They're so angry.
My nephew, age 5, was over and we were looking for something 5 year old appropriate on Netflix. You can imagine the scene. Me, kid, couch. "OhmygoshAngryBeavers! We gotta watch this!! I used to watch this with my brother and sister!" I say to my nephew who speaks mostly Spanish. He smiles and says, "Ok."
So we watched it. And it was pretty awful. I was annoyed that Dagget was so uptight and that Norbert was such a lazy bum. I don't remember feeling so irritated. In fact, I remember quite the opposite, hence my insistence on watching it.
I often allow the past to remain in the past. In that lovely hazy warm summer day kinda place, your memory. I have the tendency to heavily gloss over my past. When I think about childhood, I am entirely convinced I had the best childhood possible. And when I reflect on my school years, I think the same. And so on and so forth for every stage of my life. Time has a way of turning all my days into the best days ever.
But when I'm deeply honest with myself, I do remember the more difficult time. The pressure of living up to my own expectations in high school, the loneliness that sometimes loomed in the corners of my college days when I just wanted to be home, or the confusion of trying to figure out who I am or, worse yet, who I'll be. I remember that. And I feel it. I know I haven't completely forgotten the trying times. Inevitably they live inside me each day, having made me who I currently am. But I choose not to allow them to make a home in the foreground of my mind.
I prefer, instead, to remember each person as the best version of them, not necessarily disregarding the broken parts but perhaps just giving more weight to the beautiful pieces. And I generally do remember each event, though again perhaps allowing those pleasant ones to linger a bit longer.
Even with these touched-up memories, it's rare that I find myself longing for the past. I generally recognize the beauty of the now. I appreciate this season of life. This time of loving my husband and our little home and the absolute freedom to revel in one another's company with no bratty adorable children to demand our time and attention. While I love to glance through old pictures or sit around sharing stories of days gone by, I almost never wish to return to those times if it would mean giving up what I currently have and the person that I've become.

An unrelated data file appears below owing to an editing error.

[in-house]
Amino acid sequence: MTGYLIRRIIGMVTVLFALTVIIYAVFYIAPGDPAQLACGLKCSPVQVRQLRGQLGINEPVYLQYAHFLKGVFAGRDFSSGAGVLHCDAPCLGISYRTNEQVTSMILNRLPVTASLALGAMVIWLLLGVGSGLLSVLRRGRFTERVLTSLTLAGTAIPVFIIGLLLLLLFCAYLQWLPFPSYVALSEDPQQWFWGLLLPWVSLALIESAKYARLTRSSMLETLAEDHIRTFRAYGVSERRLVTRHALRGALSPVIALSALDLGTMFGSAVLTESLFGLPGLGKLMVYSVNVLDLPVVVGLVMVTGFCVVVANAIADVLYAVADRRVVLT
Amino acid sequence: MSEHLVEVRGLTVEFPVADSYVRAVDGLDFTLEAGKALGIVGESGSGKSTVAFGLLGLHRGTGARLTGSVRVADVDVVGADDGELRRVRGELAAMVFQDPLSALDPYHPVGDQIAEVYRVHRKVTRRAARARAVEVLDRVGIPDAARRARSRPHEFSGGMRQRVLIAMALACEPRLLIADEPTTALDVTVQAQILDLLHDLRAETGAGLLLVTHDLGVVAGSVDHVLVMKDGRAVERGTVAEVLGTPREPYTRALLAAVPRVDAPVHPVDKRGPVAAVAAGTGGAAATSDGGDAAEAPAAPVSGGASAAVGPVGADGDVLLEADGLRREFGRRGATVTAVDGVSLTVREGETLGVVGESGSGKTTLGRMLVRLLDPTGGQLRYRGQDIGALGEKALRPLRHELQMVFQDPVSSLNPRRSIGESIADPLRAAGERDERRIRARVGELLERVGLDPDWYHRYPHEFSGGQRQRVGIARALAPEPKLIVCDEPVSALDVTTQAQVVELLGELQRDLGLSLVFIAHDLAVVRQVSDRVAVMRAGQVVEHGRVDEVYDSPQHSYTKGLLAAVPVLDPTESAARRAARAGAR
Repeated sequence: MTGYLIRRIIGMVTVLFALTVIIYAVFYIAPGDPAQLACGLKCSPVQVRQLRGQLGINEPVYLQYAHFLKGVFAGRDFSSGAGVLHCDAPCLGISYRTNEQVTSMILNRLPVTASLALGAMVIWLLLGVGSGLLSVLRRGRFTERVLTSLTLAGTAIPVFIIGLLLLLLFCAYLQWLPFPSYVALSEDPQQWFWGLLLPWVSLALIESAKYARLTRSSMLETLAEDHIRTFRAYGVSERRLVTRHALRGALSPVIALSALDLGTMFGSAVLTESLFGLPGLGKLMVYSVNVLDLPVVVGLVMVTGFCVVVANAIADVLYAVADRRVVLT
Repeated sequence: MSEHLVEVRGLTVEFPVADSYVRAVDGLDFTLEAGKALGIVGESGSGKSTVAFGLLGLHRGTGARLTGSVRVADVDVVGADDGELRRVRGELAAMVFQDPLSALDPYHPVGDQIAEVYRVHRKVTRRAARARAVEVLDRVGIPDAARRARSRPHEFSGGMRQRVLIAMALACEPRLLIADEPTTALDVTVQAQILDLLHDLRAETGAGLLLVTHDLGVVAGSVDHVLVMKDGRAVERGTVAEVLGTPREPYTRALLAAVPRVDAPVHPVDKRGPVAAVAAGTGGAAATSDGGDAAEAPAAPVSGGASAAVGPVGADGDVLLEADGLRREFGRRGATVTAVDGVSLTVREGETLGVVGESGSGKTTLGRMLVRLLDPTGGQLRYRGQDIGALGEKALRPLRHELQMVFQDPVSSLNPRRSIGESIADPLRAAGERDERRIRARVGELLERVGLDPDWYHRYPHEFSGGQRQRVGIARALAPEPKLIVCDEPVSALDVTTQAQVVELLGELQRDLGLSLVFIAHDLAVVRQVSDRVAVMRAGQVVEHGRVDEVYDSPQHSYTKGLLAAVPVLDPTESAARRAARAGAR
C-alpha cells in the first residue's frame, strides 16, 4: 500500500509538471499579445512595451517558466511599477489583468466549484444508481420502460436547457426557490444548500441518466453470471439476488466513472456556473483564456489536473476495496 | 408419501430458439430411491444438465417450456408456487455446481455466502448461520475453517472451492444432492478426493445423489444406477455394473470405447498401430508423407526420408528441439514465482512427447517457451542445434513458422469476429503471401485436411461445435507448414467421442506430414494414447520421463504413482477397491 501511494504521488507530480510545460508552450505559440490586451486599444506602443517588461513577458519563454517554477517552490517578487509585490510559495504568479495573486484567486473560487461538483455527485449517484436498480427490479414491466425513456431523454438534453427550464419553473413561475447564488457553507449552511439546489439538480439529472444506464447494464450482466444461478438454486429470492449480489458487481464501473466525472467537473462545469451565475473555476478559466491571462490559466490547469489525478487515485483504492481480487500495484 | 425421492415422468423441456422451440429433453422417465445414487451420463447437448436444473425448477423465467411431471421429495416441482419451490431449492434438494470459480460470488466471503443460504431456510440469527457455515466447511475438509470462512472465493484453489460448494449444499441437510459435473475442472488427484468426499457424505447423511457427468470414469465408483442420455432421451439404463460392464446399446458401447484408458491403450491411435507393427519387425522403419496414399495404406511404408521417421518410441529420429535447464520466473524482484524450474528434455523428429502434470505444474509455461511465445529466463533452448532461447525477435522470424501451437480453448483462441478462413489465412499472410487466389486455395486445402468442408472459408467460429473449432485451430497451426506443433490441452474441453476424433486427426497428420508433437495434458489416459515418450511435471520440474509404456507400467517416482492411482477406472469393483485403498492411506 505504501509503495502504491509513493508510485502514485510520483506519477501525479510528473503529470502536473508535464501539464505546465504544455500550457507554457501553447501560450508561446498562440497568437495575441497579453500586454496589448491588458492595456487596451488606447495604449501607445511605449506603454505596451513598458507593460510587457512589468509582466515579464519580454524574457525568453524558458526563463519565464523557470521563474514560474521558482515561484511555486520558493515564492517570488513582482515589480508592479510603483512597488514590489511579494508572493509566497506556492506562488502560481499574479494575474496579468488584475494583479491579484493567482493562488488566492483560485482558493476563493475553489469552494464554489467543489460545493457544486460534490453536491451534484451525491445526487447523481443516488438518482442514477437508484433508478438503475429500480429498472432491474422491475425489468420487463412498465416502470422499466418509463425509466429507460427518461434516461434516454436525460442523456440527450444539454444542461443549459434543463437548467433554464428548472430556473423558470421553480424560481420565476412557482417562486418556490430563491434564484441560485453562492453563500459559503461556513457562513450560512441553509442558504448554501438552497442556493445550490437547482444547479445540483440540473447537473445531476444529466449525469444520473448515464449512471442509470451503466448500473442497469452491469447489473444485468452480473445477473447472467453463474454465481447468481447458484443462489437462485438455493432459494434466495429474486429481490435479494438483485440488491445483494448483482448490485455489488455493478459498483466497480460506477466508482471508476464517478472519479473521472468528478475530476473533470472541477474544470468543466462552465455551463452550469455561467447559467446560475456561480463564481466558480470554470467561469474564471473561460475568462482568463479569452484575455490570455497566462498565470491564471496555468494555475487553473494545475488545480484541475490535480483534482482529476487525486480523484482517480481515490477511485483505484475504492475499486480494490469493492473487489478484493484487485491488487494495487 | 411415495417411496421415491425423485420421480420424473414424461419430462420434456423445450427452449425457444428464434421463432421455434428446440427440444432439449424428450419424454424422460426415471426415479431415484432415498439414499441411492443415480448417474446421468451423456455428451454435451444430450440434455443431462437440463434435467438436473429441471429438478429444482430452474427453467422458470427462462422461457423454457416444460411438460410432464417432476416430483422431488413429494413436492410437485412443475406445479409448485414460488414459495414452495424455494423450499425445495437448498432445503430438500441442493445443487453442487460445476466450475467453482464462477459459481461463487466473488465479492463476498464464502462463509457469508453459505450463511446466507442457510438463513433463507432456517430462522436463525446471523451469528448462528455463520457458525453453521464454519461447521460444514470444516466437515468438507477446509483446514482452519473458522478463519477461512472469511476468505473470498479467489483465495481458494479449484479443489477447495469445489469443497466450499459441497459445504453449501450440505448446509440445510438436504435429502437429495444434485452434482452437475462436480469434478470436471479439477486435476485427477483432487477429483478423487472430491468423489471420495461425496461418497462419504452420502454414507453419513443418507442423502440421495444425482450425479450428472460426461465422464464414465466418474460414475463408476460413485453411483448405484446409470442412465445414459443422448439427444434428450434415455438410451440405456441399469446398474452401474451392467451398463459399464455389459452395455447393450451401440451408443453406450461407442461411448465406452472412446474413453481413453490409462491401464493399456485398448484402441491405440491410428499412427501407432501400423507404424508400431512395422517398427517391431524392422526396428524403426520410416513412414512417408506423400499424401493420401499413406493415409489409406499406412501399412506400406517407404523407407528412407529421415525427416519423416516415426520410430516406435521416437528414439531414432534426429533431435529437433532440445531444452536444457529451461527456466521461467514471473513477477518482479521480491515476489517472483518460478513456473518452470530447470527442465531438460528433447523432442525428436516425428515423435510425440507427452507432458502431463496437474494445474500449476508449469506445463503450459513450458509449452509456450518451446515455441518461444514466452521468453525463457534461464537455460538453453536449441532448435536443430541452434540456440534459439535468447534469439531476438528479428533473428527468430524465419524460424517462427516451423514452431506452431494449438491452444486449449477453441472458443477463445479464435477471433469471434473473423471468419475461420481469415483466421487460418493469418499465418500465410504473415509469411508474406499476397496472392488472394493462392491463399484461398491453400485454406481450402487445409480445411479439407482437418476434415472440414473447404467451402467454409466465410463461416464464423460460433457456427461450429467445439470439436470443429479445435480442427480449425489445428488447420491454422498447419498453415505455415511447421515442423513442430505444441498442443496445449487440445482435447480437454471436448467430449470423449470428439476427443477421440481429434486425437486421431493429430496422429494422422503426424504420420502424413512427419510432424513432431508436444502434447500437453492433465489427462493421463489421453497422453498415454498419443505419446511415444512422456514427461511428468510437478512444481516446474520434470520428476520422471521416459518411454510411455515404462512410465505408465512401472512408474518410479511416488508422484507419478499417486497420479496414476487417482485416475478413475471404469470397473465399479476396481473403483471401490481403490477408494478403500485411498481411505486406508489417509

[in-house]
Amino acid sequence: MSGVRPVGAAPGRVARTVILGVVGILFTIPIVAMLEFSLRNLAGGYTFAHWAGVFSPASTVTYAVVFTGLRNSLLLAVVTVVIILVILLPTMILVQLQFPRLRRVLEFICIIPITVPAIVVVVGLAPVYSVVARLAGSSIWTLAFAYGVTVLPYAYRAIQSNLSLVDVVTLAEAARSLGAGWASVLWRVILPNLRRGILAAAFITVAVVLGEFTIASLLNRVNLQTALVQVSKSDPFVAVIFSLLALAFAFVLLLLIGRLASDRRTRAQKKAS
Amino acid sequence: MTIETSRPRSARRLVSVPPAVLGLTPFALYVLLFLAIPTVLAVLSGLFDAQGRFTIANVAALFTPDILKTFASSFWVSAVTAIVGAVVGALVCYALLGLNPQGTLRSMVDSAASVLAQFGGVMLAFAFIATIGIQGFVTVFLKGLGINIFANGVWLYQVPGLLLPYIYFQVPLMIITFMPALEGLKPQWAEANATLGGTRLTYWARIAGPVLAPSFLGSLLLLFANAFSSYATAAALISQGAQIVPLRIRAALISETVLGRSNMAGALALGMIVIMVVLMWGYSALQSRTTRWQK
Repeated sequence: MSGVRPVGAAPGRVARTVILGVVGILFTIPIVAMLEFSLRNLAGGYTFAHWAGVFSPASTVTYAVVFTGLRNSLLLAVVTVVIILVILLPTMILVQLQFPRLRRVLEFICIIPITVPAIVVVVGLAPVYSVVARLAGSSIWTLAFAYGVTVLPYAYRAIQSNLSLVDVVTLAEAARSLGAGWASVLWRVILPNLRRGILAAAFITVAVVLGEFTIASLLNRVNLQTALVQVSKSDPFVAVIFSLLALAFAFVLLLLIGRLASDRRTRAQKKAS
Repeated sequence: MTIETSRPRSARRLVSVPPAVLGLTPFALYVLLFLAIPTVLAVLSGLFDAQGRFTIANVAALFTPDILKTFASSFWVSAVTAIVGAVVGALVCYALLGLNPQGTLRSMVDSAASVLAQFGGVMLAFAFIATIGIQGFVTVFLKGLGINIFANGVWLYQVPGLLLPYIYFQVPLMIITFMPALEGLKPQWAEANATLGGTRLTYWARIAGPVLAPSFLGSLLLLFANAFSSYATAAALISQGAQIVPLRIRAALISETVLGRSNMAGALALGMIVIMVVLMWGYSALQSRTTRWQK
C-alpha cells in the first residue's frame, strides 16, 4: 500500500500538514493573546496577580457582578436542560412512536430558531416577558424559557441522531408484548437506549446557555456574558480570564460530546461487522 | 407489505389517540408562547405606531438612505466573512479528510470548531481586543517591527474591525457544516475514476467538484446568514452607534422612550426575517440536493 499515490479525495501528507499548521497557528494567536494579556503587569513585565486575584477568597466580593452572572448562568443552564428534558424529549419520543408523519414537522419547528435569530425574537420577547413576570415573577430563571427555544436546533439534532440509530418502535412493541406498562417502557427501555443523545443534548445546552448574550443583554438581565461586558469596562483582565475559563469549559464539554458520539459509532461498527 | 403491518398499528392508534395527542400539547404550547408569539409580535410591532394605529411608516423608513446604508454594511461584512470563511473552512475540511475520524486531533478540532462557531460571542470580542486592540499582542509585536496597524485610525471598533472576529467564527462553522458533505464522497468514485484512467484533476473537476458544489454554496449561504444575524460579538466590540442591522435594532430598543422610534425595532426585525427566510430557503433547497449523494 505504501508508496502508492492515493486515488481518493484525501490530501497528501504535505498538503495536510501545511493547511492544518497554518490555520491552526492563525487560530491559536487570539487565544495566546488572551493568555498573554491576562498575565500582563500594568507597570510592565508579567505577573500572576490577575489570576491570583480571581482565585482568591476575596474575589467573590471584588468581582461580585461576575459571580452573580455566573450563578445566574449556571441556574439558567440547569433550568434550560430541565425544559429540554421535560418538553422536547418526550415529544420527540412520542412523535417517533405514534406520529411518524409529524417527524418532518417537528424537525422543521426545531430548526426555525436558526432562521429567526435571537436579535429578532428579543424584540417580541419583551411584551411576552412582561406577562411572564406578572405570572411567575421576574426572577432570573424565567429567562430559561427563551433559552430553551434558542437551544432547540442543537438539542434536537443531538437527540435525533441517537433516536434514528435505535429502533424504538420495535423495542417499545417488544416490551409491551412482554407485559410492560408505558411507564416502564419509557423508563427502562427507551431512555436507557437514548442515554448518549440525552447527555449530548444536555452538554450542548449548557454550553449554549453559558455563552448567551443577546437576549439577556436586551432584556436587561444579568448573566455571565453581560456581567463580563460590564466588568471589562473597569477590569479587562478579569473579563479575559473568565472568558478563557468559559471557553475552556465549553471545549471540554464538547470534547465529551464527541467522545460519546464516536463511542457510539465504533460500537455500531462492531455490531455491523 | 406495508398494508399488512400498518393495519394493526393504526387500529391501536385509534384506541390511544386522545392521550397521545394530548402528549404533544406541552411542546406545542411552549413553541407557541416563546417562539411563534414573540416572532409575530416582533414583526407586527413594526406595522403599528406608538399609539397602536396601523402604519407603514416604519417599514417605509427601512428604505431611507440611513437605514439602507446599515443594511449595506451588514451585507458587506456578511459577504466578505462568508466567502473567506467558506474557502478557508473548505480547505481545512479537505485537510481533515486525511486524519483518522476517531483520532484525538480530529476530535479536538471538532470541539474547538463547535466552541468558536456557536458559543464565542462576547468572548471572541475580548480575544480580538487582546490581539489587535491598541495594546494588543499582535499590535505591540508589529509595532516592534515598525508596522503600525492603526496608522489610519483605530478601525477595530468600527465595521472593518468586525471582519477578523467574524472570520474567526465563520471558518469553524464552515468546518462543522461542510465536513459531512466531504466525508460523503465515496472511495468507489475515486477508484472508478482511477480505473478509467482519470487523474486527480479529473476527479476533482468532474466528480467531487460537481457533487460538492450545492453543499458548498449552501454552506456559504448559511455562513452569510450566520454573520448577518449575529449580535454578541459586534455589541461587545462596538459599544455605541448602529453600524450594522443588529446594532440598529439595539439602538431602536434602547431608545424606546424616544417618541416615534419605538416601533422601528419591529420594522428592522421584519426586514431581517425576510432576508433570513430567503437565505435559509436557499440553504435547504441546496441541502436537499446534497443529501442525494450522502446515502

However, every now and then, a little piece of past sneaks up behind me or, at times, I invite it in. And it confronts me, begging me to remember it as it actually was.
And sometimes I'm let down. My adult self is disappointed with my choices or even my tastes, as in the case of the Angry Beavers. Somethings are best left behind, where they can live happily untainted in your memories.
And sometimes I discover that that time or person was just as wonderful as the memory I've carried with me all these years. Like when my uncle recovered a video of myself and my siblings with my grandfather as he led the chant "We want cake NOW!" as he did every year on his birthday.
Other times though. Oh, those other times, I'm shown something that my younger self somehow missed.
A picture of my father's parents begs me to see that my grandfather loved not only his grandchildren but also deeply, deeply loved his wife. Something a younger version of me had no capacity to understand.
A picture of my sister at age four with her arm around two year old me accompanies my aunt's words, "See how much you love each other." And I don't hear the arguments that reigned throughout our childhood relationship. I see what I couldn't then see from my younger "my sister is so mean" eyes. That it is indeed possible to argue over jeans while still caring deeply for each other.
These kinds of memories, they have a way of finding you when you're finally the you who is ready to accept them as they really were. And sometimes that's difficult. Oh but sometimes, you find something even sweeter than what you remembered.